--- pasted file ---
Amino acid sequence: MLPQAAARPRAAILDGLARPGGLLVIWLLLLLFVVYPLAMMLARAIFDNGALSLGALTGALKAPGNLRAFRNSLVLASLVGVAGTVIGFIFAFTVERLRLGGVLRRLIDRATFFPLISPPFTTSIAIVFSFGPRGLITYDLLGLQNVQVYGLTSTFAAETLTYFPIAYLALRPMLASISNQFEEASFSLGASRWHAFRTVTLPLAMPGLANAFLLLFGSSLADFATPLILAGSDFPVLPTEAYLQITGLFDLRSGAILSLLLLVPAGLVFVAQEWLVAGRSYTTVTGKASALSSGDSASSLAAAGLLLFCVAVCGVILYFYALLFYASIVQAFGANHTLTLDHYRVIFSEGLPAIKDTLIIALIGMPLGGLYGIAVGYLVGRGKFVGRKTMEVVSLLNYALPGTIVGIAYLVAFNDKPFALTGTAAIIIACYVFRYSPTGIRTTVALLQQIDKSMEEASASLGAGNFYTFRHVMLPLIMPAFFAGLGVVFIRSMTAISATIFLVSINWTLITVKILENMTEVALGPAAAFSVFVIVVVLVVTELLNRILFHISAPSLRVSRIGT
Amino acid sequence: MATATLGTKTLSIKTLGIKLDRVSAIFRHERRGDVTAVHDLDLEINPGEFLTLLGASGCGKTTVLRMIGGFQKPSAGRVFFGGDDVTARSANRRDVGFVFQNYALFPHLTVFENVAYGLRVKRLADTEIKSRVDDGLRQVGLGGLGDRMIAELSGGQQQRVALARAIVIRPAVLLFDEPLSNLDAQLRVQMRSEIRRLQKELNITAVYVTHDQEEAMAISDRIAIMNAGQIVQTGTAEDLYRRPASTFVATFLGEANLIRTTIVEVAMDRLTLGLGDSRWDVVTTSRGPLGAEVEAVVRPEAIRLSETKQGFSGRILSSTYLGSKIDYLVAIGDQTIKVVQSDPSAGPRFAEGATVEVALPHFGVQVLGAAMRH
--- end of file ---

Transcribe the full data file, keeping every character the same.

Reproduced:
Amino acid sequence: MLPQAAARPRAAILDGLARPGGLLVIWLLLLLFVVYPLAMMLARAIFDNGALSLGALTGALKAPGNLRAFRNSLVLASLVGVAGTVIGFIFAFTVERLRLGGVLRRLIDRATFFPLISPPFTTSIAIVFSFGPRGLITYDLLGLQNVQVYGLTSTFAAETLTYFPIAYLALRPMLASISNQFEEASFSLGASRWHAFRTVTLPLAMPGLANAFLLLFGSSLADFATPLILAGSDFPVLPTEAYLQITGLFDLRSGAILSLLLLVPAGLVFVAQEWLVAGRSYTTVTGKASALSSGDSASSLAAAGLLLFCVAVCGVILYFYALLFYASIVQAFGANHTLTLDHYRVIFSEGLPAIKDTLIIALIGMPLGGLYGIAVGYLVGRGKFVGRKTMEVVSLLNYALPGTIVGIAYLVAFNDKPFALTGTAAIIIACYVFRYSPTGIRTTVALLQQIDKSMEEASASLGAGNFYTFRHVMLPLIMPAFFAGLGVVFIRSMTAISATIFLVSINWTLITVKILENMTEVALGPAAAFSVFVIVVVLVVTELLNRILFHISAPSLRVSRIGT
Amino acid sequence: MATATLGTKTLSIKTLGIKLDRVSAIFRHERRGDVTAVHDLDLEINPGEFLTLLGASGCGKTTVLRMIGGFQKPSAGRVFFGGDDVTARSANRRDVGFVFQNYALFPHLTVFENVAYGLRVKRLADTEIKSRVDDGLRQVGLGGLGDRMIAELSGGQQQRVALARAIVIRPAVLLFDEPLSNLDAQLRVQMRSEIRRLQKELNITAVYVTHDQEEAMAISDRIAIMNAGQIVQTGTAEDLYRRPASTFVATFLGEANLIRTTIVEVAMDRLTLGLGDSRWDVVTTSRGPLGAEVEAVVRPEAIRLSETKQGFSGRILSSTYLGSKIDYLVAIGDQTIKVVQSDPSAGPRFAEGATVEVALPHFGVQVLGAAMRH